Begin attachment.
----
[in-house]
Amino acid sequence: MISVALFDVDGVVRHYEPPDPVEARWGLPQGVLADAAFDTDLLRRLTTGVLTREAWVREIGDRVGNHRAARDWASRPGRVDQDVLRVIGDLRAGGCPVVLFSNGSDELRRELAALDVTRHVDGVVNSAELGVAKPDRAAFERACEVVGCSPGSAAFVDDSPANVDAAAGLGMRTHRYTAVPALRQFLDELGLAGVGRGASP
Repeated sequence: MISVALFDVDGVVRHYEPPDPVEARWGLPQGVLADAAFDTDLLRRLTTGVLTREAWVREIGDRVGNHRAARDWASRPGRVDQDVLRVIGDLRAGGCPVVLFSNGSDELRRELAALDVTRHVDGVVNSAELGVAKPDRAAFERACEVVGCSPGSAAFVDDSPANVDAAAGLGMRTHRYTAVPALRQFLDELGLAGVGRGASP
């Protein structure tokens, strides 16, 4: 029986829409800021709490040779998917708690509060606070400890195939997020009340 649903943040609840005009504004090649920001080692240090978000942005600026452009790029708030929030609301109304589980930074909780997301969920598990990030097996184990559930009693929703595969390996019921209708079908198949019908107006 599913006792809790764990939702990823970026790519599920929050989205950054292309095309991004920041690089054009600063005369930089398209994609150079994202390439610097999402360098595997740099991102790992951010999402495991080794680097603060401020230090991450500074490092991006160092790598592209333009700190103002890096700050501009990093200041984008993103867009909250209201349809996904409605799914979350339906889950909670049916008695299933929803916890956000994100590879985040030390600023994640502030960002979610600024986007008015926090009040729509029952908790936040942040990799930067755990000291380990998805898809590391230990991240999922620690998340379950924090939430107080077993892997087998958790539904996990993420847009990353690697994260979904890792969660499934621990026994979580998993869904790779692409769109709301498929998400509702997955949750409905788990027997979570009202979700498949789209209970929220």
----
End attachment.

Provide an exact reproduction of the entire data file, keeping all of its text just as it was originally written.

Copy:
[in-house]
Amino acid sequence: MISVALFDVDGVVRHYEPPDPVEARWGLPQGVLADAAFDTDLLRRLTTGVLTREAWVREIGDRVGNHRAARDWASRPGRVDQDVLRVIGDLRAGGCPVVLFSNGSDELRRELAALDVTRHVDGVVNSAELGVAKPDRAAFERACEVVGCSPGSAAFVDDSPANVDAAAGLGMRTHRYTAVPALRQFLDELGLAGVGRGASP
Repeated sequence: MISVALFDVDGVVRHYEPPDPVEARWGLPQGVLADAAFDTDLLRRLTTGVLTREAWVREIGDRVGNHRAARDWASRPGRVDQDVLRVIGDLRAGGCPVVLFSNGSDELRRELAALDVTRHVDGVVNSAELGVAKPDRAAFERACEVVGCSPGSAAFVDDSPANVDAAAGLGMRTHRYTAVPALRQFLDELGLAGVGRGASP
């Protein structure tokens, strides 16, 4: 029986829409800021709490040779998917708690509060606070400890195939997020009340 649903943040609840005009504004090649920001080692240090978000942005600026452009790029708030929030609301109304589980930074909780997301969920598990990030097996184990559930009693929703595969390996019921209708079908198949019908107006 599913006792809790764990939702990823970026790519599920929050989205950054292309095309991004920041690089054009600063005369930089398209994609150079994202390439610097999402360098595997740099991102790992951010999402495991080794680097603060401020230090991450500074490092991006160092790598592209333009700190103002890096700050501009990093200041984008993103867009909250209201349809996904409605799914979350339906889950909670049916008695299933929803916890956000994100590879985040030390600023994640502030960002979610600024986007008015926090009040729509029952908790936040942040990799930067755990000291380990998805898809590391230990991240999922620690998340379950924090939430107080077993892997087998958790539904996990993420847009990353690697994260979904890792969660499934621990026994979580998993869904790779692409769109709301498929998400509702997955949750409905788990027997979570009202979700498949789209209970929220």